Somewhere in Orlando, most Canadian CIOs I follow on Twitter were listening to Seth Godin, the popular marketing guru, who was the lunchtime keynote speaker at Gartner Symposium/ITxpo 2012. They were not here in Montreal, where the 18th World Congress on Information Technology is taking place. And it’s easy to understand why.
WCIT’s program is a curious mix of the consumer-focused and government-oriented. There are panels on “Building a Digital Society” along with token sessions on the cloud and big data. There are CIOs on the agenda, but they are all from vendor organizations like Intel, Xerox and AMD, who are cast more in the role of making their employer look like an attractive supplier than speaking to their peers around best practices in IT management.
Sandwiched in the middle of all this was a group of ministers from Canada, Malaysia, Mexico, Nigeria and Tapei, who were supposed to talk about IT leadership programs taking place in their respective countries. It seemed destined to turn into a festival of yawns: public servants talking in vague generalities about the need to invest in ICT and how their country was poised to be an internationally recognized champion, and so on. They all wanted to offer their citizens more broadband. They believe children are the future. They are really hoping to place higher on various global rankings around competitiveness. I seriously thought about walking out.
Then Omobola Johnson, Minister of Communication Technology in Nigeria, took the podium. An engineer by training, Johnson offered what struck me as the most inspired approach to using technology for improving quality of life. It helped that she offered specific examples. Here are a few:
For many years, the government of Nigeria has offered fertilizer subsidies to the small-scale farmers who make up an important part of its economy. The trouble is, they often have difficulty applying for the right fertilizer, getting updates on planting seasons, extension workers and so on. Johnson’s government will be distributing 10 million phones to the farmers over the next year which will include an e-wallet tool that will accelerate their ability to get access to subsidies and the most up-to-date information. A lot more interesting, and useful, than paying for a Starbucks coffee with your iPhone, no?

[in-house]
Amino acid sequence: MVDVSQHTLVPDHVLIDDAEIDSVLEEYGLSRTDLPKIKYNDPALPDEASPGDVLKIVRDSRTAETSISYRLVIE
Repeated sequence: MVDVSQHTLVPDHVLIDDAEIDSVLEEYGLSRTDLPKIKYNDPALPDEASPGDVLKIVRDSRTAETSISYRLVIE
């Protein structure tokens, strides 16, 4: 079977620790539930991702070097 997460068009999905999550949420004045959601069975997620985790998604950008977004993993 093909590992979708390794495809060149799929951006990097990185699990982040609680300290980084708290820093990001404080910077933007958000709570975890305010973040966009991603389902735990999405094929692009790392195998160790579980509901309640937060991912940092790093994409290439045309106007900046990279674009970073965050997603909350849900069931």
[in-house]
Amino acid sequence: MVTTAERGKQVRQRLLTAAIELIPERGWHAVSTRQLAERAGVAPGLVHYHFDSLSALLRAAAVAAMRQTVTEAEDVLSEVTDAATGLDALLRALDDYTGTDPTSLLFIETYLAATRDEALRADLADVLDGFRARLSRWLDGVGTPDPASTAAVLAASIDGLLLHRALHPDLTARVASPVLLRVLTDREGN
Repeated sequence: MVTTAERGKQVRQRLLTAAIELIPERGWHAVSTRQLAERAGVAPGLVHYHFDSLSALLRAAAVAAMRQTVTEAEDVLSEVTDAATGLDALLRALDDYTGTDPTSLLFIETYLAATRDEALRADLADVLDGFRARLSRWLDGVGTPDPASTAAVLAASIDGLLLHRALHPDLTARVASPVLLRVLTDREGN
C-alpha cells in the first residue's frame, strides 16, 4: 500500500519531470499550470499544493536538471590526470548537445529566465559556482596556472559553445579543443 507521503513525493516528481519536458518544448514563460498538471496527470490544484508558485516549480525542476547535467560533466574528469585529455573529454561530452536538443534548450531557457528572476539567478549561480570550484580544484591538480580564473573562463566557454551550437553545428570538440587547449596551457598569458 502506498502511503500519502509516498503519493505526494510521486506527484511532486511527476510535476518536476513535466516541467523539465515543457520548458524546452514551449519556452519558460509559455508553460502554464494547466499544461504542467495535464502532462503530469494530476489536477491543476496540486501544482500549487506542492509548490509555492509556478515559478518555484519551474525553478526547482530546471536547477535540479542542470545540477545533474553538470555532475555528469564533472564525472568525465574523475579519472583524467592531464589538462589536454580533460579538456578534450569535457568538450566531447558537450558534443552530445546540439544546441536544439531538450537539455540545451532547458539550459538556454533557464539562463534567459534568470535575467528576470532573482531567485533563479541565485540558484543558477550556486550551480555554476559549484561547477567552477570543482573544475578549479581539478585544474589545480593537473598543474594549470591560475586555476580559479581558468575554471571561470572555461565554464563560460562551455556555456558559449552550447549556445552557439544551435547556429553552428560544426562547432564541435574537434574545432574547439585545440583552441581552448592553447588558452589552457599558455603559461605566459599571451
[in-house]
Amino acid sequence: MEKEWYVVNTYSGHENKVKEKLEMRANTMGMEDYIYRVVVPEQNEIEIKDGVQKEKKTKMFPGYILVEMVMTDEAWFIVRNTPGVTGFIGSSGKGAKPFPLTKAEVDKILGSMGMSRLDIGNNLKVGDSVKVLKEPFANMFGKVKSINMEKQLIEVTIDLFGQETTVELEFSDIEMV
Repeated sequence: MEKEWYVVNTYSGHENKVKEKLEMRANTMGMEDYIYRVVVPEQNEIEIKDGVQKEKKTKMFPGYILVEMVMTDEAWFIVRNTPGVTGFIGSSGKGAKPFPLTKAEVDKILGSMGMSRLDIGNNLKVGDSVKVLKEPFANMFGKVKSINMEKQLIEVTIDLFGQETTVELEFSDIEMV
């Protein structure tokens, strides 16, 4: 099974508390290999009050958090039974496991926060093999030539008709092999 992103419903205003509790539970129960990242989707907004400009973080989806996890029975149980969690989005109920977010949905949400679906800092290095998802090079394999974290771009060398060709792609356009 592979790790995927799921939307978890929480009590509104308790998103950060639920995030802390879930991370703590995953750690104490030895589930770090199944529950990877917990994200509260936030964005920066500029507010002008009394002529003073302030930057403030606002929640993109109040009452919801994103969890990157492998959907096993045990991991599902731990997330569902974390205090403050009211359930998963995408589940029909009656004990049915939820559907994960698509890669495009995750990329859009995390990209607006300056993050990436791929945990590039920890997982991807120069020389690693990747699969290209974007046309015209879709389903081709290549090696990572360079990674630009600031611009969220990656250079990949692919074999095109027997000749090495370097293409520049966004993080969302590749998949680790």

Pregnant women are being given phones too when they come to a clinic. This allows them more direct access to social program providers and nurses to help make sure they show up for appointments, that the health of their unborn children are monitored and that they have an easy way to get in touch with questions. Another mobile tool will allow users to scan a barcode and make sure medicine is appropriate for the person about to consume it.
Forget about bring-your-own-device; Johnson is more interested in seeing Nigeria build its own brands. Where other governments are cozying up to vendors in the hopes of getting cheap access to laptops and tablets in return for who knows what, Nigeria is working on its own sub-$50 devices that will spur local industry, and no doubt help create more trusted relationships between vendors and customers.
Contrast this with Tapei’s plan, which includes among its metrics the hope that, one day, e-government services will have a 70 per cent satisfaction rate. Hmmm.
The theme of WCIT 2012 is “ONE vision for a global digital society.” I’m not sure we want one vision, but Nigeria’s plans show that what we do want are IT strategies that transform processes that are otherwise difficult, that speed up the things that are painfully slow, that help those that need it. Come to think of it, those aren’t bad over-arching goals for the average CIO, no matter where they are in the world.